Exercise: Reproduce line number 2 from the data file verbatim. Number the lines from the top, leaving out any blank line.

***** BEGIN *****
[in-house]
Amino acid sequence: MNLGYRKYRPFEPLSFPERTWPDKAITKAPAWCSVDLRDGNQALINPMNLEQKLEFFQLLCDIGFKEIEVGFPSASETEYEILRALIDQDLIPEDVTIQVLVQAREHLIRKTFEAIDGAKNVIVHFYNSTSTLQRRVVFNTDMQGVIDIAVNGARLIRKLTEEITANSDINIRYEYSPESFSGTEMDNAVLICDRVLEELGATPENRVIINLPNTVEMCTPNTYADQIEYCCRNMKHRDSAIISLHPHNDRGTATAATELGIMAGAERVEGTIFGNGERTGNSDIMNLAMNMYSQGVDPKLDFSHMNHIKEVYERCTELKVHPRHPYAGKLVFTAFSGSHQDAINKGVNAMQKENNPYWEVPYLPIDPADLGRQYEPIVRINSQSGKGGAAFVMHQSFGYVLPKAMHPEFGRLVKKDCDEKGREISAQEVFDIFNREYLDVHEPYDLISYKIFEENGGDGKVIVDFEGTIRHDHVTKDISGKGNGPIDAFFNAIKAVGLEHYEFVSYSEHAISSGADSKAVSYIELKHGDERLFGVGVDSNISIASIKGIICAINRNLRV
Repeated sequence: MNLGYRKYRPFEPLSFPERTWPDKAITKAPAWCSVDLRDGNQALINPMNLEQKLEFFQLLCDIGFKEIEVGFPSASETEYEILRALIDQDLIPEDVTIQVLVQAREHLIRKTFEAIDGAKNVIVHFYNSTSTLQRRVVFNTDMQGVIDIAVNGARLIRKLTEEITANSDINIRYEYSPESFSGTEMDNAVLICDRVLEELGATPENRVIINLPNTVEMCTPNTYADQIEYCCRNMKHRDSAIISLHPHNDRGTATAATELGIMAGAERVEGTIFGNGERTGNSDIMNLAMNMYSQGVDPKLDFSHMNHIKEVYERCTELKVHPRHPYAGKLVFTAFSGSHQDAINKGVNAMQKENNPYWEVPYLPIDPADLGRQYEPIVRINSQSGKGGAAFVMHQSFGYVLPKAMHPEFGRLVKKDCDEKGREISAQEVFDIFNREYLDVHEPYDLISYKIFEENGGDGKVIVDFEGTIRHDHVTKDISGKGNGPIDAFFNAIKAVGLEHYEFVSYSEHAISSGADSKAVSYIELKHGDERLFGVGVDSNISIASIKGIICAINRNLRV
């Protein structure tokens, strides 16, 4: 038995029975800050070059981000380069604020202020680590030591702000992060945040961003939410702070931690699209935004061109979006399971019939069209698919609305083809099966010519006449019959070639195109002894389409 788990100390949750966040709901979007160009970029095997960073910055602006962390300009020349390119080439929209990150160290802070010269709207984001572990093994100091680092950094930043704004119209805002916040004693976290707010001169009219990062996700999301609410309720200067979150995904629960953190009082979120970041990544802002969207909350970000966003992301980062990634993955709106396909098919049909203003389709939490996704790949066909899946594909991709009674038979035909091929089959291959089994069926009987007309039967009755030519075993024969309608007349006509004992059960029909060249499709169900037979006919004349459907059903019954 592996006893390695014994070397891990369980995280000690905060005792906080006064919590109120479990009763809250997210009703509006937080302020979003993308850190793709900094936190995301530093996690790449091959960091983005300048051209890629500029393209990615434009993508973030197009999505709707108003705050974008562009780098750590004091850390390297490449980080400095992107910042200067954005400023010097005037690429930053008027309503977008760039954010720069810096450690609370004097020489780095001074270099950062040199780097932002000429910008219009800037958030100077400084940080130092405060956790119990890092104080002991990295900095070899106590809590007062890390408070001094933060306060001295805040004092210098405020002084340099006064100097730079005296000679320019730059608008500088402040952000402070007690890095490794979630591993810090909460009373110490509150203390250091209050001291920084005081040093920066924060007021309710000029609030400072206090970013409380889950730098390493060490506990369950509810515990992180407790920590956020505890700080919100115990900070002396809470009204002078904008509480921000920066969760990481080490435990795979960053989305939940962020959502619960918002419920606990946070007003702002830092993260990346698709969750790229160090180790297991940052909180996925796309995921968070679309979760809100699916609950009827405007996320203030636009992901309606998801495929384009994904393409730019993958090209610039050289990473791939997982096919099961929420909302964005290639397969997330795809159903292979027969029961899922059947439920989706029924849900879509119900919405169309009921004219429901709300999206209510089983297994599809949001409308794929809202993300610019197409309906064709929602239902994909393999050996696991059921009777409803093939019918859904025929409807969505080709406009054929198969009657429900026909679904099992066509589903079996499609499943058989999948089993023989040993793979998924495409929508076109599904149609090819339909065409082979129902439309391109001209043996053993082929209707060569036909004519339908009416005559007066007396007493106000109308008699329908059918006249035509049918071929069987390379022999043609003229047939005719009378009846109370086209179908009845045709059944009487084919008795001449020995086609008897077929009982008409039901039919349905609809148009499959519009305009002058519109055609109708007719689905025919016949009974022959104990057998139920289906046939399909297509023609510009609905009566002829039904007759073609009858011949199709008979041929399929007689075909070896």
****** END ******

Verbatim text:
Amino acid sequence: MNLGYRKYRPFEPLSFPERTWPDKAITKAPAWCSVDLRDGNQALINPMNLEQKLEFFQLLCDIGFKEIEVGFPSASETEYEILRALIDQDLIPEDVTIQVLVQAREHLIRKTFEAIDGAKNVIVHFYNSTSTLQRRVVFNTDMQGVIDIAVNGARLIRKLTEEITANSDINIRYEYSPESFSGTEMDNAVLICDRVLEELGATPENRVIINLPNTVEMCTPNTYADQIEYCCRNMKHRDSAIISLHPHNDRGTATAATELGIMAGAERVEGTIFGNGERTGNSDIMNLAMNMYSQGVDPKLDFSHMNHIKEVYERCTELKVHPRHPYAGKLVFTAFSGSHQDAINKGVNAMQKENNPYWEVPYLPIDPADLGRQYEPIVRINSQSGKGGAAFVMHQSFGYVLPKAMHPEFGRLVKKDCDEKGREISAQEVFDIFNREYLDVHEPYDLISYKIFEENGGDGKVIVDFEGTIRHDHVTKDISGKGNGPIDAFFNAIKAVGLEHYEFVSYSEHAISSGADSKAVSYIELKHGDERLFGVGVDSNISIASIKGIICAINRNLRV